My Turn, Whitey Harwood: Since when did park enforce litter rules?

Published 9:25 pm Monday, August 17, 2015

Did you hear about the meat cutter who backed into the meat grinder? He got a little behind in his work.

Well, we (Hillbilly Hikers Club) got behind in filing this report, but after watching the Rowan County “bored” meeting for the third time we thought it was about time. The meeting was about the Carolina Thread Trail.

First off, we would like to comment on Craig Pierce’s concern about trash and the burden it could cause taxpayers.

Back in June we went to Lake Norman State Park. There is a very nice five-mile loop trail there that skirts the lake. No signs are posted about littering or about fines for littering anywhere on the entire trail. When we exit the short bus for a hike, each of us puts a plastic bag in a pocket. If we see trash, we pick it up — no rules, no laws, no signs, no burdens and no problems. It is just common sense. On this five-mile hike, we found only one piece of litter and it wasn’t even on the ground. It was stuck between two branches on a tree. It was an aluminum beer can, which we recycled.

Also on this trail, we passed 47 people — men, women and children — and 14 dogs. Remember, it’s a loop trail, so they were all going the other way. So we figured there were at least that many people going the same way we were, for a total of about 100 folks on the same trail at the same time. And just one empty beer can stuck in a tree. That’s amazing, ain’t it, Craig?

The next week we went to Dan Nicholas Park. What a difference a week makes! Upon entering this park you’re met with a bunch of signs that undoubtedly no one reads or pays any attention to. Or maybe they don’t understand them. On the bottom board of one worn out and outdated sign it states, “It is unlawful to litter.” Are you kidding me?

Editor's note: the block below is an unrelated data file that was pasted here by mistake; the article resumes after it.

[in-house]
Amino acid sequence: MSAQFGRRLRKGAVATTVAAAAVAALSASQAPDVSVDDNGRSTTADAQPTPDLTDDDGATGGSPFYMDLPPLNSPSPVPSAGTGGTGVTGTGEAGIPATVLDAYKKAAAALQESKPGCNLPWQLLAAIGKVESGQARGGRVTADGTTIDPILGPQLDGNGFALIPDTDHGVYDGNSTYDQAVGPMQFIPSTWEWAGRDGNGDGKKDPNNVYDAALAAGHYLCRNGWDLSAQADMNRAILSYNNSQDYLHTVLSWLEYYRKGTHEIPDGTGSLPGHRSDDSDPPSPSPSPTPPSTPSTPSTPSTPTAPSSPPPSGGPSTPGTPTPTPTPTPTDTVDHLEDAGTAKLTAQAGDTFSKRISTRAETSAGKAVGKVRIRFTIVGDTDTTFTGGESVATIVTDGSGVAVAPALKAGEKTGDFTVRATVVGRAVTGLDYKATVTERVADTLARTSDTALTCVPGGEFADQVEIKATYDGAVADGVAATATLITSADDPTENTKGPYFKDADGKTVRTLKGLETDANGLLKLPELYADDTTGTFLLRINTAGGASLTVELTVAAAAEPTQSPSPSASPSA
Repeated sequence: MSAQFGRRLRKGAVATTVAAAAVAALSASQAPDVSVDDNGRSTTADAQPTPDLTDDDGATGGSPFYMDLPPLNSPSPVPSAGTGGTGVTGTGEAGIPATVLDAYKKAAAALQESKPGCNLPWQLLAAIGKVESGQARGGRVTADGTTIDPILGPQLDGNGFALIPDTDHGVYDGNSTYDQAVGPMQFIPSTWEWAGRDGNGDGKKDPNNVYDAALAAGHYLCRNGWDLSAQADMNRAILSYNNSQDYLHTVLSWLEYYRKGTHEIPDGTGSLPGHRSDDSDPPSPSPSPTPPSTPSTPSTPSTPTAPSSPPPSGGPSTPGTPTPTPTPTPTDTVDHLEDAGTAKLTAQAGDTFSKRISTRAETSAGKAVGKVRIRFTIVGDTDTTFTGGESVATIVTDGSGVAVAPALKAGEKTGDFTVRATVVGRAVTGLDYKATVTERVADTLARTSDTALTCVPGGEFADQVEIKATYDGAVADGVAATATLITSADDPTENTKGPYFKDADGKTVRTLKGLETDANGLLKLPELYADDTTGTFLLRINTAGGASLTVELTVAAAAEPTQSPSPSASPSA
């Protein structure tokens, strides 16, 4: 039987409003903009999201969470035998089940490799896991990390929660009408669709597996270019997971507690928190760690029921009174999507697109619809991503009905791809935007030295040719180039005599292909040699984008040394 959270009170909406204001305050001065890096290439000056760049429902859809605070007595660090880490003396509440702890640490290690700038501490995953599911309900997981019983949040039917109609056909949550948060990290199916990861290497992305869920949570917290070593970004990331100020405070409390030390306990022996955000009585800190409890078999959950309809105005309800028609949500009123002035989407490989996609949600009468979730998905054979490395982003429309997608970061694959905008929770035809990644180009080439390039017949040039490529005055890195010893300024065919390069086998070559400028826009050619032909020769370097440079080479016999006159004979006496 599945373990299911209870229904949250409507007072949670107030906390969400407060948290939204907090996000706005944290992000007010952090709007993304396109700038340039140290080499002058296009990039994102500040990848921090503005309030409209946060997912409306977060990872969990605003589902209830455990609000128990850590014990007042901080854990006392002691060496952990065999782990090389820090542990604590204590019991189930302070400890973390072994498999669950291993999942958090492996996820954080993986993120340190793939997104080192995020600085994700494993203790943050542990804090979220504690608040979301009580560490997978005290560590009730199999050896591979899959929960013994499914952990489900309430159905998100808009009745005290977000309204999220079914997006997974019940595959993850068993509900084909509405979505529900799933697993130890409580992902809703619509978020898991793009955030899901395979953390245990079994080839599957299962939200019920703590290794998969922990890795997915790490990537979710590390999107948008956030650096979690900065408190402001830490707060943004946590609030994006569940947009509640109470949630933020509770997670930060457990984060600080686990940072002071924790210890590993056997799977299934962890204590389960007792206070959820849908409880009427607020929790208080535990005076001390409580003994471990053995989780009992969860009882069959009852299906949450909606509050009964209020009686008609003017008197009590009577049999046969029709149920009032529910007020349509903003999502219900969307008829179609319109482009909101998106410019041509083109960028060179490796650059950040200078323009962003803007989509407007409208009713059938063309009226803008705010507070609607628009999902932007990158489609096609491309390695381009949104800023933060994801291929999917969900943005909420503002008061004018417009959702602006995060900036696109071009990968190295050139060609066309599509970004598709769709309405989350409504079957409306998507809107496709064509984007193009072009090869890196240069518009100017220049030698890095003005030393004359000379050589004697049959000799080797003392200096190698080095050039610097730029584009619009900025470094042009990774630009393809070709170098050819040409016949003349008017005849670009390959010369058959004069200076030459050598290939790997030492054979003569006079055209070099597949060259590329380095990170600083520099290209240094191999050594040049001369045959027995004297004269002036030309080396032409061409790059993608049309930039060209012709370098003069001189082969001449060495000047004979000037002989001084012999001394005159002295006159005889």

The trail we took at Dan Nicholas to the right of the lake, with the blue markers, is maybe a mile loop. We met no one on that trail, but we did pick up 37 different pieces of trash. Most of it was just the usual litter you expect. Three pieces were unique. Two we will name —a washcloth and a pair of panties. The third piece we won’t mention.

When you finish that walk and head for the concession stand, you will see the second posted sign about litter. It is on the side of the building, with the fishing rules. It states there is a $50 fine for littering. Thirty-seven times $50 – that’s $1,850! Who gets the money? Who writes the tickets? Where is the ticket book? How many tickets have been written there in 40 years? Now, you want to talk about a burden on taxpayers?

The next time you call Mr. Don Bringle (county parks director), ask him how many butt-cans are placed in the park. How much sand does the park use each week to fill the butt-cans? How many workers does he hire to empty the cans and refill with sand? Do the workers ride on a Gator, or do they walk? Does the Gator run on gas, or is it solar powered? How much has it cost the taxpayer so far to have all those different and ridiculous signs about dipping snuff and smoking cig-a-butts posted all over the place?

Now please ask him the same question we asked him several years ago and then again just last week. It is about the first of the way-too-many signs he has now posted. It is the one that states, “No smoking or pets allowed in the playground for the health and safety of the children.” See if you get the same answer we did. Here’s the question: Why is the children’s health and safety more of a concern in the playground than at the train ride or at the carousel?

Here’s his answer: “I don’t know.”

Whitey Harwood lives in Rowan County. Other members of the Hillbilly Hiking Club are Jeff Harwood and Dick Brisbin.

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